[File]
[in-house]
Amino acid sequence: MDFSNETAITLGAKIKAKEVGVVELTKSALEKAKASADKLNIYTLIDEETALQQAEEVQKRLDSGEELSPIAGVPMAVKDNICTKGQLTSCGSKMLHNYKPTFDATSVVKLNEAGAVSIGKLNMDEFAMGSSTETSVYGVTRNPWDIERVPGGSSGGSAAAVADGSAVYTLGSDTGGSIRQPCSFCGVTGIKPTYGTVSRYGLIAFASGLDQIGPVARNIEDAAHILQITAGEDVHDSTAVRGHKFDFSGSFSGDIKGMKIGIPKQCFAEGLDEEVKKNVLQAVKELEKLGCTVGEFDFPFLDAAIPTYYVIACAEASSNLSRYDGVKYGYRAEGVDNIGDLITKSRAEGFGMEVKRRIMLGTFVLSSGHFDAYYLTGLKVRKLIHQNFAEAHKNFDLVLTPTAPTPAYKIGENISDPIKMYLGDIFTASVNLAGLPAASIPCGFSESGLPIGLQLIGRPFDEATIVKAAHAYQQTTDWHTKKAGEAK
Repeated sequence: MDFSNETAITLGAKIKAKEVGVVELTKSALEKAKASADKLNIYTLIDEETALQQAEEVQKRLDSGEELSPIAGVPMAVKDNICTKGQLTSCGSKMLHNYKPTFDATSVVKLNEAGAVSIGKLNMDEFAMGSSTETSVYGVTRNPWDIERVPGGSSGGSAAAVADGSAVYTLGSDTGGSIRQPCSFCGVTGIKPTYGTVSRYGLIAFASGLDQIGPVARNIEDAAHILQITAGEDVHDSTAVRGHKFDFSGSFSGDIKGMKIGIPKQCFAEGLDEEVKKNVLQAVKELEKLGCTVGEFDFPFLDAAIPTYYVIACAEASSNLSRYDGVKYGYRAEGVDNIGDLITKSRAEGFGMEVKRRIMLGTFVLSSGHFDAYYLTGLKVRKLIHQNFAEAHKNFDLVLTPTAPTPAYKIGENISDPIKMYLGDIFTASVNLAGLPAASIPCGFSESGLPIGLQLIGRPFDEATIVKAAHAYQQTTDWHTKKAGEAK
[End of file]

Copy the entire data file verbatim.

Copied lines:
[in-house]
Amino acid sequence: MDFSNETAITLGAKIKAKEVGVVELTKSALEKAKASADKLNIYTLIDEETALQQAEEVQKRLDSGEELSPIAGVPMAVKDNICTKGQLTSCGSKMLHNYKPTFDATSVVKLNEAGAVSIGKLNMDEFAMGSSTETSVYGVTRNPWDIERVPGGSSGGSAAAVADGSAVYTLGSDTGGSIRQPCSFCGVTGIKPTYGTVSRYGLIAFASGLDQIGPVARNIEDAAHILQITAGEDVHDSTAVRGHKFDFSGSFSGDIKGMKIGIPKQCFAEGLDEEVKKNVLQAVKELEKLGCTVGEFDFPFLDAAIPTYYVIACAEASSNLSRYDGVKYGYRAEGVDNIGDLITKSRAEGFGMEVKRRIMLGTFVLSSGHFDAYYLTGLKVRKLIHQNFAEAHKNFDLVLTPTAPTPAYKIGENISDPIKMYLGDIFTASVNLAGLPAASIPCGFSESGLPIGLQLIGRPFDEATIVKAAHAYQQTTDWHTKKAGEAK
Repeated sequence: MDFSNETAITLGAKIKAKEVGVVELTKSALEKAKASADKLNIYTLIDEETALQQAEEVQKRLDSGEELSPIAGVPMAVKDNICTKGQLTSCGSKMLHNYKPTFDATSVVKLNEAGAVSIGKLNMDEFAMGSSTETSVYGVTRNPWDIERVPGGSSGGSAAAVADGSAVYTLGSDTGGSIRQPCSFCGVTGIKPTYGTVSRYGLIAFASGLDQIGPVARNIEDAAHILQITAGEDVHDSTAVRGHKFDFSGSFSGDIKGMKIGIPKQCFAEGLDEEVKKNVLQAVKELEKLGCTVGEFDFPFLDAAIPTYYVIACAEASSNLSRYDGVKYGYRAEGVDNIGDLITKSRAEGFGMEVKRRIMLGTFVLSSGHFDAYYLTGLKVRKLIHQNFAEAHKNFDLVLTPTAPTPAYKIGENISDPIKMYLGDIFTASVNLAGLPAASIPCGFSESGLPIGLQLIGRPFDEATIVKAAHAYQQTTDWHTKKAGEAK